To those looking for another barometer of the GOP’s chances on November 2, look no further than the face of Minority Leader John Boehner. It's fading into the woodwork these days, if the woodwork is a pale mahogany, and that bodes well for Republicans retaking the House. Boehner is preparing for leadership by ditching the tan that’s defined him over two decades in Washington. Last month on Good Morning America when George Stephanopoulos asked about it, he mentioned all the yard work he’d been doing back in his Cincinnati district and then said “Thank you,” with a comic pause—meant to signal that that was going to be all the discussion about his face he would engage in that, or any other, day.
Looks are superficial, granted, but unfortunately for Boehner, more people know him for his amber color than anything else. In a Public Policy Poll (PPP) taken in September of this year, 42 percent of Ohio voters say they didn't know enough about Boehner to rate him one way or the other as a congressman. As for his tan, 8 percent of voters in the state have a favorable opinion, 27 percent view it unfavorably, 30 percent of voters in the state think Boehner spends too much time on his tan, while 4 percent—the most interesting group—say he doesn’t spend enough time.
President Barack Obama joked that Boehner was not a color seen in nature at the 2009 White House Correspondents Dinner. With the color line broken, a deluge of humor at Boehner’s expense broke out among late-night comedians. Jon Stewart got off one of the better descriptions of Boehner observing “either he's getting ready to play an Indian in a 1950s Western, or John Boehner is not human but actually made entirely of cured meats."
Boehner’s competition for speaker, should Republicans win a majority, is Minority Whip Eric Cantor, whom no one has ever accused of having color of any kind. As white as the driven snow, Cantor, 47, is young and bland where Boehner, 60, is old and colorful, a throwback to Dean Martin with a cigarette dangling from his lips, insouciance dripping from his hooded eyes, and an inner clock that tells him it’s time for a drink. He works, but not so he’d break a sweat. No one could possibly squeeze in more rounds of golf. His fundraising schedule follows the rotation of the Earth around the sun.
Cantor is a wonk who is hard to know and a little prickly. When he’s up late, it’s not because he’s out on the town but in search of a marketable ideas to thwart Democrats. In the meantime, Boehner hopes to get by with the Pledge to America, warmed over trickle-down economics brewed with some strong Tea Party anger. Recently, Boehner alarmed purists when he committed heresy by saying he might consider giving up the Bush tax cuts if it meant keeping cuts for the middle class.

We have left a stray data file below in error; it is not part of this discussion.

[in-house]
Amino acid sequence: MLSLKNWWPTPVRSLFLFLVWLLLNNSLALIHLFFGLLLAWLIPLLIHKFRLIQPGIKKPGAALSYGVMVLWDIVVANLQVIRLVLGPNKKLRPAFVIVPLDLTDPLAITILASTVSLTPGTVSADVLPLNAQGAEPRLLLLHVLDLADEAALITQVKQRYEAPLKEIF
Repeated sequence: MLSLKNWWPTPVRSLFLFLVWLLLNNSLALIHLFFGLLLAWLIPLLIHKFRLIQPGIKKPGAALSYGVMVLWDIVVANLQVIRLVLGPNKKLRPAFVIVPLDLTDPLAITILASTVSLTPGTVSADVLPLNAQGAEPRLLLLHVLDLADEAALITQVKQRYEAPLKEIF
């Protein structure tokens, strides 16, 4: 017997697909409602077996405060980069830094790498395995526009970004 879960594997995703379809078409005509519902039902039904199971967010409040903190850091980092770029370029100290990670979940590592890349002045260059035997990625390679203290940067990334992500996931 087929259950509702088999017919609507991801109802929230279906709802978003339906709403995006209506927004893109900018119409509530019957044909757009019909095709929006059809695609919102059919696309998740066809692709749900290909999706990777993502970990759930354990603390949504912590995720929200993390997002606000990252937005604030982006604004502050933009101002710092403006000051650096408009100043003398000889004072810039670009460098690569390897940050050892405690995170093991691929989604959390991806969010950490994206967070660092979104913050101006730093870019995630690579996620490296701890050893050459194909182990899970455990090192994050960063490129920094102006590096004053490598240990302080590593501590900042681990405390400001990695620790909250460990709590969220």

If Boehner didn’t know the super ambitious Cantor was nipping at his heels, Cantor just published a book with two colleagues, Paul Ryan of Wisconsin and Kevin McCarthy of California, titled Young Guns, which suggests they can see playing themselves in a made-for-TV movie of the same name (it’s subtitled A New Generation of Conservative Leaders.) In the foreword, Weekly Standard Editor Fred Barnes pushes Cantor as the next speaker. At a book party at Johnny's Half Shell on the Hill, Boehner acknowledged the elephant(s) in the room. “The three of them know that my job is to makes sure that they're well-qualified and ready to take my place..." pregnant pause... "at the appropriate moment."
If the blogs and the New York Post are on to something, a lobbyist Boehner’s more than friends with could be another reason for his newly scrubbed face. There’s often a new woman behind any change in a man’s previously ignored body part. Rudy Giuliani’s affair was confirmed not by Donna Hanover’s driveway press conference but when he began moving away from the east-to-west combover to slicking his hair straight back under the influence of Judith Nathan.
Cantor may well wait his turn—Republicans like the order that seniority provides—but this incoming class of newbies is going to contain a lot of anarchists and Tea Partiers unwilling to follow the “esteemed colleague” niceties of Congresses past. As for Speaker-in-Waiting Boehner, he’ll do a partial Nixon—and be untanned, ready, and rested for the job.
Margaret Carlson is a columnist for Bloomberg News. She was a columnist and deputy Washington bureau chief for Time magazine.